Golfer’s bid to keep membership until club meetings over Facebook posts fails

John Foley
John Foley
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A GOLFER accused of sending “inflammatory” emails about his club captain following a story in the Evening News has lost a court battle to avoid being stripped of his membership.

John Foley, a former match secretary and committee member at the Glen Golf Club in North Berwick, sparked a row after his comments ended up on Facebook.

Glen Golf Club  in North Berwick

Glen Golf Club in North Berwick

Club bosses took the decision to throw him out after his emails questioning the financial affairs of the East Lothian course came to light.

Now a judge at the Court of Session in Edinburgh has ruled that the club’s committee were entitled to take the view that Mr Foley was “trying to 
ferment division or stir up trouble amongst the membership in the club in a manner that was inappropriate in a social and sporting organisation”.

Judge Lord Pentland heard that club captain Alasdair Kerr had been the boss of a trust set up by Edinburgh Chamber of Commerce to help firms boost their exports – until it went into liquidation.

Mr Foley, 50, sent emails to friends drawing their attention to a report in the Evening News from October 6 last year which revealed that police were looking at the books of Scottish Chambers International, and that “inadequate controls” had led to a million pound-a-year loss. Following its publication, Mr Foley, of Brunstane Road, Joppa, wrote: “Have a look at these and tell me we shouldn’t be worried about the club accounts not being audited.

“This is very significant considering the fact that he (Mr Kerr) was the one who prevented our accounts being audited,” he wrote before adding “FREEDOM!” to the bottom of the message.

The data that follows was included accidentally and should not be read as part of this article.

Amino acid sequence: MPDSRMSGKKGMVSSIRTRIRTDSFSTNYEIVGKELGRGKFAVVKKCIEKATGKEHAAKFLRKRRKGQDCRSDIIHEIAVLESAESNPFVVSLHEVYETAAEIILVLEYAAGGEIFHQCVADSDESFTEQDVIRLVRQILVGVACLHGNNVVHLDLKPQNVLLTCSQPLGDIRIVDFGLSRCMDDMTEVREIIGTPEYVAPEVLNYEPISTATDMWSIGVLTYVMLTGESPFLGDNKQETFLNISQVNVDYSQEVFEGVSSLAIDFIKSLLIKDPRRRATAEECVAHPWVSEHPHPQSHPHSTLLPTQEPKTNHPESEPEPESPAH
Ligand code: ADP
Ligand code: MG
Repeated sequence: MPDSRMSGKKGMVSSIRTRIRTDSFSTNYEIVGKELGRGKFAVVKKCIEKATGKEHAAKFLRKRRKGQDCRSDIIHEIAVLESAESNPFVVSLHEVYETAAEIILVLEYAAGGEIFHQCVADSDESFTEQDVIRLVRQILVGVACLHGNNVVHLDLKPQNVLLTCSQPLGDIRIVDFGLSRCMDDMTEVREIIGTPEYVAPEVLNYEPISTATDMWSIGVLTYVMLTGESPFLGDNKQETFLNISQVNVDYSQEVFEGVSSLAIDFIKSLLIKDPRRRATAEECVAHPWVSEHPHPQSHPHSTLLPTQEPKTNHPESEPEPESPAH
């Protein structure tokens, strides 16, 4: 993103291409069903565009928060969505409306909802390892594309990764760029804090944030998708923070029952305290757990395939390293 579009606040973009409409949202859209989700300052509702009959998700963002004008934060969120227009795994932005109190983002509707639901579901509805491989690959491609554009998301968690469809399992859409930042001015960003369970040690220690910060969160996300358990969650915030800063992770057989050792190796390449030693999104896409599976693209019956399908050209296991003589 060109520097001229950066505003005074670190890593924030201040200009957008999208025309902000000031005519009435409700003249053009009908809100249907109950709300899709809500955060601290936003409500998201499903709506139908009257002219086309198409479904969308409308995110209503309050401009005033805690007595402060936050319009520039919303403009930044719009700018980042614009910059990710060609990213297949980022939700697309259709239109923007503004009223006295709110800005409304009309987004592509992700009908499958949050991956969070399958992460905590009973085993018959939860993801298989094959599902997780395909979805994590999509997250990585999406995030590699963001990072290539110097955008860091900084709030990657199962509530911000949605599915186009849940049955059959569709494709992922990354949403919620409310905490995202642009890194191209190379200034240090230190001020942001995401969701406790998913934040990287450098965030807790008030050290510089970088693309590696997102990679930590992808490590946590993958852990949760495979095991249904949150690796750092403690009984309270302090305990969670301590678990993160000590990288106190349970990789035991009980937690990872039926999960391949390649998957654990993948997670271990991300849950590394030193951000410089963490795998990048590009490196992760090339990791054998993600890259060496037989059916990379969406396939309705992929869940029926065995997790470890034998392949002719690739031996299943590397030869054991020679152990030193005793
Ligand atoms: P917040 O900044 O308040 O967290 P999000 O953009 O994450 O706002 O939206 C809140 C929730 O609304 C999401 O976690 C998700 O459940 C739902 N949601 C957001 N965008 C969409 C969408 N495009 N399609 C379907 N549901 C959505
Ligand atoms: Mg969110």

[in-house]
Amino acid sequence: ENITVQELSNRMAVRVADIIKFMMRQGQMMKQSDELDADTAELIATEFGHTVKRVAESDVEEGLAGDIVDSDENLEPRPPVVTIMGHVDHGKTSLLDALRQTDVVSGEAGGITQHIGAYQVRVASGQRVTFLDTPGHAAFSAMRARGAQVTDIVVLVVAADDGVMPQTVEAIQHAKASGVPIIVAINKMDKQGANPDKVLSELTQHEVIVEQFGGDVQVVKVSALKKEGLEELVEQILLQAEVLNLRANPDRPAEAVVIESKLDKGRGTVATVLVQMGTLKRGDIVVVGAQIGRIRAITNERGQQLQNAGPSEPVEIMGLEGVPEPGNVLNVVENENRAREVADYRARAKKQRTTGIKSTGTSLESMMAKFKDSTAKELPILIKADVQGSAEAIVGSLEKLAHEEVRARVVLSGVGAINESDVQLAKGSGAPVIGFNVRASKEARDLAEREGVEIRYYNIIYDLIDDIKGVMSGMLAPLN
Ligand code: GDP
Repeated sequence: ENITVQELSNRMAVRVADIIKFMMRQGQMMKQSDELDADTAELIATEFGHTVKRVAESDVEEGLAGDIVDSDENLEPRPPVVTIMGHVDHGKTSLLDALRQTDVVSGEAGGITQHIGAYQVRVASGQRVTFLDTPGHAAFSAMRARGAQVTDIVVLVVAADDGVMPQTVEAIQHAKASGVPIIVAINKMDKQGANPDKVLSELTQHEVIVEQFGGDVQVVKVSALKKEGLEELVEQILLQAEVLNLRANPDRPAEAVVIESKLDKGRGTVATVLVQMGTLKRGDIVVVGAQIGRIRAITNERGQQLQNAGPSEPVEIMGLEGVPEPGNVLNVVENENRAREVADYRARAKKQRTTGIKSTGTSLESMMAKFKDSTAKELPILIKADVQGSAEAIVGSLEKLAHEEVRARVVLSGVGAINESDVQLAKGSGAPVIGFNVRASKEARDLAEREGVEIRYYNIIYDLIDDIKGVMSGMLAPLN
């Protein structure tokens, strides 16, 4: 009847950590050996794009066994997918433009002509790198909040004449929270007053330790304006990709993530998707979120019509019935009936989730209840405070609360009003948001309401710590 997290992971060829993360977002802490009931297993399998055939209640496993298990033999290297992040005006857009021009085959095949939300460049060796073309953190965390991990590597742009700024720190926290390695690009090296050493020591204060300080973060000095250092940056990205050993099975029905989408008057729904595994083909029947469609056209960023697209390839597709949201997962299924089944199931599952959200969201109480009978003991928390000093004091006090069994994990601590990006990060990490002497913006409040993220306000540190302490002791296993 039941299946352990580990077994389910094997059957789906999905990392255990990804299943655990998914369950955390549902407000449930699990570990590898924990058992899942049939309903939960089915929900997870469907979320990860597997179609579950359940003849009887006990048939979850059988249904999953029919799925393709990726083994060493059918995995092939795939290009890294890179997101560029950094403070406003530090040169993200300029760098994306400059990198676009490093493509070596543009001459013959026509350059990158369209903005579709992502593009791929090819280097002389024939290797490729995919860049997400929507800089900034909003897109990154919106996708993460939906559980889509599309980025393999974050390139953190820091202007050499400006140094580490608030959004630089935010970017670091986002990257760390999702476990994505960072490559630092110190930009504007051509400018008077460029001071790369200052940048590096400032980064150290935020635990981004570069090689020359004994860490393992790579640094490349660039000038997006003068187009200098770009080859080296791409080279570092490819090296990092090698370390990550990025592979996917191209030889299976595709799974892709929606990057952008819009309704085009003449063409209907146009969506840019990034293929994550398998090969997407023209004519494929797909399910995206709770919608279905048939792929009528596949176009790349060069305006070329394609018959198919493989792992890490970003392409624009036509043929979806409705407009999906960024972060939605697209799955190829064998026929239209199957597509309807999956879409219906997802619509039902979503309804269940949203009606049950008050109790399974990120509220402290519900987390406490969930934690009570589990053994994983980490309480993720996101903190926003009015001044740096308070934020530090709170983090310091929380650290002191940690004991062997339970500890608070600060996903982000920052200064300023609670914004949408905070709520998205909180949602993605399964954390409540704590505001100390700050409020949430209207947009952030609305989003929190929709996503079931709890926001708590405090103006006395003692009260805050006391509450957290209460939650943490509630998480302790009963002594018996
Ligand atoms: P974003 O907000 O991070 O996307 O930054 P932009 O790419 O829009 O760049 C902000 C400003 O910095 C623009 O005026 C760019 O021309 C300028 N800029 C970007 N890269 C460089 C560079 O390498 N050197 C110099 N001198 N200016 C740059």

Lord Pentland heard that the emails “found their way onto Facebook” although how was never explained in court.

The court heard that Mr Kerr had previously asked Mr Foley to resign after a club disciplinary committee found he had handed over confidential documents to former club secretary Kevin Fish, who had taken an unfair dismissal claim to an employment tribunal.

Mr Foley agreed to be suspended instead, and it was during his suspension that he sent the controversial emails.

A second investigation led to the management committee deciding that Mr Foley’s conduct was “injurious to the character or interests of the club.”

“The management committee therefore invite you to resign from the club, failing which you will be expelled,” said their letter to Mr Foley. Mr Foley, who was part of the team who once won the Great Britain and Ireland rules of 
golf quiz held in St. Andrews, took up golf in his early 20s and plays up to five times a week.

Following the move to eject him, he asked the court for a judicial review to overturn the ultimatum that he must quit or be expelled.

Mr Foley claimed that he was entitled to express legitimate concerns by sending personal emails to two friends, and that the information about Mr Kerr and Scottish Chambers International was already in the public domain following the Evening News story.

His lawyers argued that “any reasonable observer would consider that there was a genuine risk of bias in the conduct of the investigation”.

The court also heard that Mr Foley had claimed the committee wanted to change the club’s constitution to prevent members seeing properly audited accounts, but his suspicions were wrong.

Lord Pentland refused to grant an interim interdict allowing Mr Foley to remain a member pending a full 
hearing of his grievances in November.

In a written judgment issued yesterday the judge said: “It would not be appropriate or desirable for him to be allowed to exercise membership rights during the relatively short period before the forthcoming first hearing.”